Parsons says he’s broke
Jeffrey Parsons and his company, THR and Associates, owe more than $467.2 million to consumers, tax collectors, media outlets and various other entities from coast to coast, according to recently filed documents in federal bankruptcy court that show taxpayers are owed the most.
The 390-page list of creditors and amounts owed includes debts ranging from $2 to more than $1 million. Parsons and his lawyers at an Oct. 22 meeting of creditors said that the tab will likely increase.
The Illinois Department of Revenue is owed more than $453 million for payroll taxes, according to a list of creditors. In response to an emailed query, an employee at the office of Michael Logan, Parsons’ bankruptcy lawyer, said that the amount is the most accurate figure available. In another court filing, however, Parsons says the amount owed to the state is unknown. The state Department of Revenue won’t comment on how much taxpayers owe. Parsons says he owes nearly $8.2 million to the IRS and nearly $17,700 to City Water, Light and Power for utility bills.
During the meeting, Parsons, who declared assets of less than $3.6 million in court paperwork, laid out the rise and fall of a business founded in 2008 that turned into a multimillion-dollar enterprise almost overnight as the price of gold zoomed from less than $750 an ounce to more than $1,700.
“Gold is what kept the ship afloat,” Parsons testified.
During the Oct. 22 meeting, Parsons testified that gold purchased nationwide at buying events typically set up in hotels was sent overnight to THR offices in Springfield and was sold within hours of arrival at The Gold Center on Wabash Avenue. Unlike antiques, art or other items worth what buyers were willing to pay, gold had a set value and could be immediately sold, Parsons said.
“It was like buying cash,” said Parsons. “Basically, I’m buying a $50 bill for less than $50. I’ll buy it for $10 if I can and $45 if I have to.”
At its peak, THR had 180 buying teams combing the country for gold and 25 employees in Springfield listing coins for auction on eBay, with a quota of at least 30 new auctions per day per employee. In 2011, Parsons testified, THR paid eBay more than $1 million in commissions and listing fees as the money flowed. In addition to gold, THR bought antique toys, art, guitars and most anything else that could be sold for a profit, with buying teams using completed eBay listings to help figure out what stuff was worth.
“It was a well-oiled machine,” Parsons said.
Buying teams would hit towns every three months, operating under such names as Treasure Hunters Roadshow and the International Coin Collections Association and the Ohio Valley Gold and Silver Refinery. The beginning of the end came last spring, when PNC Bank, which had not been requiring THR to make good on checks written on any given day until 10:30 a.m. the following day, shut down an account, resulting in hundreds of bounced checks, Parsons said.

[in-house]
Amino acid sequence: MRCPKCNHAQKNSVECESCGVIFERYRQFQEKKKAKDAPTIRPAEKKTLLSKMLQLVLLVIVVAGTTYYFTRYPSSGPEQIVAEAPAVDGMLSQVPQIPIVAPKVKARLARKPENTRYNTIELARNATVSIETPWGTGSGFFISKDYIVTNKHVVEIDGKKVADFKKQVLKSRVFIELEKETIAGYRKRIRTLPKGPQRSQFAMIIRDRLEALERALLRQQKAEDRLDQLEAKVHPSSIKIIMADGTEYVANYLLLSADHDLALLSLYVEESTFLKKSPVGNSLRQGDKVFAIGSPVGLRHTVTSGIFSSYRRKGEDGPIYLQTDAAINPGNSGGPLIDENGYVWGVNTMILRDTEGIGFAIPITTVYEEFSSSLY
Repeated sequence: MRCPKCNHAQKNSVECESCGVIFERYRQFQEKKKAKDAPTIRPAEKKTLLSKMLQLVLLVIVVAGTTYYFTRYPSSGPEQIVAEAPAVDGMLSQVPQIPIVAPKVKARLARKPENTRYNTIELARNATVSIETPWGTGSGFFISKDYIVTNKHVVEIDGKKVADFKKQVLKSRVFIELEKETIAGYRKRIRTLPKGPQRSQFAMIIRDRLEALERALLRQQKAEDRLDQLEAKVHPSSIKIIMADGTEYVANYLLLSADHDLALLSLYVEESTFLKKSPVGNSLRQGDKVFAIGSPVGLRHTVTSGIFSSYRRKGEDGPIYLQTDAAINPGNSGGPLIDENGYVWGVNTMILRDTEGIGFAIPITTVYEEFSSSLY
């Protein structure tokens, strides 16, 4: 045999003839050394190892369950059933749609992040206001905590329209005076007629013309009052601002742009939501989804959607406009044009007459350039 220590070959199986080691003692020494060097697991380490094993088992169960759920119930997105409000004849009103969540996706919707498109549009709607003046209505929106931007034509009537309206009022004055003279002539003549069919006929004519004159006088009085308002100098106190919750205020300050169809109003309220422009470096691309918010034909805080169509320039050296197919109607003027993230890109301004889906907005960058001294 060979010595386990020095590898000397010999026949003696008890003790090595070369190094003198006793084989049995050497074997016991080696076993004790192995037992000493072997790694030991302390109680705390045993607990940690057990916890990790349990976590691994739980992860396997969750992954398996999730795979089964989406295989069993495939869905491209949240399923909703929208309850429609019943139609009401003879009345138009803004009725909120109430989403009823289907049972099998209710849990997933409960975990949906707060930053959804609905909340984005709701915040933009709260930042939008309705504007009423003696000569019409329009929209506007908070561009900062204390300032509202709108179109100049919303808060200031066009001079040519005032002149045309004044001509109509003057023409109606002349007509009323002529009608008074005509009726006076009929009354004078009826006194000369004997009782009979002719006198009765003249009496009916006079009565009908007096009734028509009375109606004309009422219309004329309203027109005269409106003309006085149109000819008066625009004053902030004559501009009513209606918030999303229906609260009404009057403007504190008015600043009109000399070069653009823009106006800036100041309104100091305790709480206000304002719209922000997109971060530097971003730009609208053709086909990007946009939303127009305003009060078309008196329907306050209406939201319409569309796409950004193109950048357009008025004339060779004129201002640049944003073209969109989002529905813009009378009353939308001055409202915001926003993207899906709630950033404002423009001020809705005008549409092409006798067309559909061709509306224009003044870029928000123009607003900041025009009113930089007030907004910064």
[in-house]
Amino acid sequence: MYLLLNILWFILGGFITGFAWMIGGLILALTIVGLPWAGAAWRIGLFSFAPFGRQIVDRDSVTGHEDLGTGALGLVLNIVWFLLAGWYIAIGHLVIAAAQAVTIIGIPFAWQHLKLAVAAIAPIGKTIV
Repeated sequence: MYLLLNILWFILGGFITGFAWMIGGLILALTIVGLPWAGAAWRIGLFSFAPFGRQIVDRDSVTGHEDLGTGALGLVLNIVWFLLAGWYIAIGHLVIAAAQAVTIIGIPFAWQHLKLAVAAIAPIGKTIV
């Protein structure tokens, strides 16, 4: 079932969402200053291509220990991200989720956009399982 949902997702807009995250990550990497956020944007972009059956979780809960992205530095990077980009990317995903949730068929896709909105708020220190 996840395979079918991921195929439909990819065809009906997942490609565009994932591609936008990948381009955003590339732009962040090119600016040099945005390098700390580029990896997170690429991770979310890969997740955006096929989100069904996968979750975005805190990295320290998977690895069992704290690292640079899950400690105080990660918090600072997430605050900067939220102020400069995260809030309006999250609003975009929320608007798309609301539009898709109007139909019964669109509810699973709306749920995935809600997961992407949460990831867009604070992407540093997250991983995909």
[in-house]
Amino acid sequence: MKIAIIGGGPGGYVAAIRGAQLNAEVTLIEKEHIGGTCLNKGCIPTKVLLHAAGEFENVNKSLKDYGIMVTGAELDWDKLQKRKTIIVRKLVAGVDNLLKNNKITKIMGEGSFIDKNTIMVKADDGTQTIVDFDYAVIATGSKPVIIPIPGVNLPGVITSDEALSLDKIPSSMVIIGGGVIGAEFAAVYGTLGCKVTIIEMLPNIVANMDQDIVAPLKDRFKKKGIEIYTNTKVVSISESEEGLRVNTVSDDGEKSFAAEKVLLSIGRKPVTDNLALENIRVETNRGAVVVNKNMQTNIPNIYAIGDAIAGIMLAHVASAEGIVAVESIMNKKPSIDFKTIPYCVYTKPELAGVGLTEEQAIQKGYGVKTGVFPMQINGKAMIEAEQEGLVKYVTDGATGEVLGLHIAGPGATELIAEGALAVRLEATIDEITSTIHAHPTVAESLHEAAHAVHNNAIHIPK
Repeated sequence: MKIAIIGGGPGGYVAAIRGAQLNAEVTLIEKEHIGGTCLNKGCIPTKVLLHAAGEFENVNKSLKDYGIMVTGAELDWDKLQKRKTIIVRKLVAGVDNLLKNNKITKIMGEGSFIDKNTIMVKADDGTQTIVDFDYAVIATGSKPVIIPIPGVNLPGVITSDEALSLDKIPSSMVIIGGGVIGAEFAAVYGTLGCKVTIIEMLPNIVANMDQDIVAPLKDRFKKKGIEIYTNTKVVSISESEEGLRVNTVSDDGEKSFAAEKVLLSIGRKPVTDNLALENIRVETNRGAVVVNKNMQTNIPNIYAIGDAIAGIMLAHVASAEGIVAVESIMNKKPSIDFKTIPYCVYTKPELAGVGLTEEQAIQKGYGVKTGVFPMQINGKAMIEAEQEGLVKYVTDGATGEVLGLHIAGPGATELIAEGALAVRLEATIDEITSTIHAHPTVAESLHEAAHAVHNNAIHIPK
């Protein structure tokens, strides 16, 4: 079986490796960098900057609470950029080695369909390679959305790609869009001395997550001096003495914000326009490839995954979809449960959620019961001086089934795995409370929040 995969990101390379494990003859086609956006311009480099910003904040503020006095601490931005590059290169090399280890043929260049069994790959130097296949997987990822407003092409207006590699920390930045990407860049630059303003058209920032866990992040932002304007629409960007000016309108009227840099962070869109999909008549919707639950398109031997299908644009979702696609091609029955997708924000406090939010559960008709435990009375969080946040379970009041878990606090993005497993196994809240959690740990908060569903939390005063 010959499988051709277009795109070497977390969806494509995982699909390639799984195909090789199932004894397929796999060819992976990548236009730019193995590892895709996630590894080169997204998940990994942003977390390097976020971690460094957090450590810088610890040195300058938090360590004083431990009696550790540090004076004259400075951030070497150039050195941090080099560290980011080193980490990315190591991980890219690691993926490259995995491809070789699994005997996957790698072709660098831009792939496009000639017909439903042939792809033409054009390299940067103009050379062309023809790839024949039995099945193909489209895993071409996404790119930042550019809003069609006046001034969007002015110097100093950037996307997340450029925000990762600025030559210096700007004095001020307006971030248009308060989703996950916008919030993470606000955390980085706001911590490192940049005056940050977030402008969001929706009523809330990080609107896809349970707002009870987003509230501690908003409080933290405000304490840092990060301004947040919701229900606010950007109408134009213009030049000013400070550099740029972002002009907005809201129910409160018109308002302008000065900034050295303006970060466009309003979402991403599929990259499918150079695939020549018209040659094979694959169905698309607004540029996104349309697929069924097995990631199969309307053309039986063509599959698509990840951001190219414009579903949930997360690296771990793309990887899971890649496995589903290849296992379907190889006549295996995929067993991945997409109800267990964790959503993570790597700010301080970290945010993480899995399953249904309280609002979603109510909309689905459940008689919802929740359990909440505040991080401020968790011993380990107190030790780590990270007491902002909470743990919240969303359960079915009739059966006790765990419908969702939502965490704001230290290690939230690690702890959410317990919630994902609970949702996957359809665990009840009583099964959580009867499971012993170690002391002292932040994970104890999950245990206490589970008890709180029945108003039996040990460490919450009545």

Shortly afterward, eBay closed THR’s account without explanation, ending a revenue stream of as much as $200,000 a week, Parsons said. With eBay gone, THR shifted inventory to retail outlets called Buy Sell Trade in Jacksonville, Champaign and Springfield. Those stores closed last summer along with J. Parsons, a store on Springfield’s west side that offered a potpourri of goods ranging from clothes to toys to foodstuffs to used jewelry.
Parsons’ income has plummeted from nearly $8.9 million in 2010 to $183,418 this year, according to documents filed in bankruptcy court that don’t include figures for 2011. According to court records, he is now working as a consultant for his son Jacob’s business in Lincoln called Uncle Buck’s Trading Post, which, like Jeffrey Parsons’ failed enterprise, buys precious metals and other valuables for resale. Court filings show that Parsons is being paid $4,000 a month by his son, who made the last two $9,200 monthly payments on Parsons’ home in Panther Creek. Parsons in court filings said that he gave his son $66,000 to establish the business last summer even as THR was circling the drain.
“Any assets of THR there (at Uncle Buck’s) for sale?” asked Jeffrey Richardson, the trustee assigned to the company’s bankruptcy case.
“Absolutely not,” Parsons answered.
“Bullshit!” a man in the audience, who later identified himself as Aaron Homer, a former THR employee, cried out, bringing the proceeding to a brief pause before he stormed out of the room. “Have fun getting fitted for your orange jumpsuit, Jeff.”
Parsons has not been charged with a crime, but he might owe money to a police department in Wisconsin that is investigating bounced checks, according to court filings. Attorneys general in at least four states, including Illinois, Indiana, New York and Wyoming, are listed as potential creditors, apparently as agents for consumers who received bounced checks. In addition to an IRS agent, a representative from Illinois attorney general Lisa Madigan’s consumer fraud division attended the creditors meeting.
Peggy Ryan, an attorney for Parsons’ estranged wife who has filed for divorce, asked several questions aimed at determining what happened to assets. Parsons said that both he and his company are broke.
“You can say it’s THR property, you can say it’s Jeff Parsons’ property, it’s really one and the same, isn’t it?” Parsons said when Ryan asked about a boat he purchased with silver coins last spring from Todd Green, a local car dealer. “When this is done, I’m not going to have anything anyway.”
Contact Bruce Rushton at firstname.lastname@example.org.